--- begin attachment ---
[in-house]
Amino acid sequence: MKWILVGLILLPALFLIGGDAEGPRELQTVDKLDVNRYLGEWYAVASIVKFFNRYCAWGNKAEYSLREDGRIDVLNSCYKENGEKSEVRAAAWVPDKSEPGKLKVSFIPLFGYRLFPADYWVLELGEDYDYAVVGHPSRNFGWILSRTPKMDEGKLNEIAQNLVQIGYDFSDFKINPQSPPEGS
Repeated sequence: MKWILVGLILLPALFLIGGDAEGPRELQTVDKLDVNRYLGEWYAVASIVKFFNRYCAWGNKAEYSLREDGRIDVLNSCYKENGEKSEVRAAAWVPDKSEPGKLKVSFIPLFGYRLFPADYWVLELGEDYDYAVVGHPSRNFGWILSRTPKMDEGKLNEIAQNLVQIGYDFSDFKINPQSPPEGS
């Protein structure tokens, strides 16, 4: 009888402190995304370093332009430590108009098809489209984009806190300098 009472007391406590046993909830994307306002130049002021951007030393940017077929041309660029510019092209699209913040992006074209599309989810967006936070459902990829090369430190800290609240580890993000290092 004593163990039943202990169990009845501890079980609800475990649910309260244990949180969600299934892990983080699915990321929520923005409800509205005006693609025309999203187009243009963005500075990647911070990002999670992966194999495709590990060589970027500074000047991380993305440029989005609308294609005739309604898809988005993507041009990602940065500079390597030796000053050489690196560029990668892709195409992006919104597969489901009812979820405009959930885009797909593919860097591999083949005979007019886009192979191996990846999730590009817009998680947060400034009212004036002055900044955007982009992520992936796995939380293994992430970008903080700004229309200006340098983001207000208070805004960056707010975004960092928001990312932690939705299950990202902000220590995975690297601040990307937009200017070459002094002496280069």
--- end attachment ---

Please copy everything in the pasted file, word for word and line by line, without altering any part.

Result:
[in-house]
Amino acid sequence: MKWILVGLILLPALFLIGGDAEGPRELQTVDKLDVNRYLGEWYAVASIVKFFNRYCAWGNKAEYSLREDGRIDVLNSCYKENGEKSEVRAAAWVPDKSEPGKLKVSFIPLFGYRLFPADYWVLELGEDYDYAVVGHPSRNFGWILSRTPKMDEGKLNEIAQNLVQIGYDFSDFKINPQSPPEGS
Repeated sequence: MKWILVGLILLPALFLIGGDAEGPRELQTVDKLDVNRYLGEWYAVASIVKFFNRYCAWGNKAEYSLREDGRIDVLNSCYKENGEKSEVRAAAWVPDKSEPGKLKVSFIPLFGYRLFPADYWVLELGEDYDYAVVGHPSRNFGWILSRTPKMDEGKLNEIAQNLVQIGYDFSDFKINPQSPPEGS
């Protein structure tokens, strides 16, 4: 009888402190995304370093332009430590108009098809489209984009806190300098 009472007391406590046993909830994307306002130049002021951007030393940017077929041309660029510019092209699209913040992006074209599309989810967006936070459902990829090369430190800290609240580890993000290092 004593163990039943202990169990009845501890079980609800475990649910309260244990949180969600299934892990983080699915990321929520923005409800509205005006693609025309999203187009243009963005500075990647911070990002999670992966194999495709590990060589970027500074000047991380993305440029989005609308294609005739309604898809988005993507041009990602940065500079390597030796000053050489690196560029990668892709195409992006919104597969489901009812979820405009959930885009797909593919860097591999083949005979007019886009192979191996990846999730590009817009998680947060400034009212004036002055900044955007982009992520992936796995939380293994992430970008903080700004229309200006340098983001207000208070805004960056707010975004960092928001990312932690939705299950990202902000220590995975690297601040990307937009200017070459002094002496280069």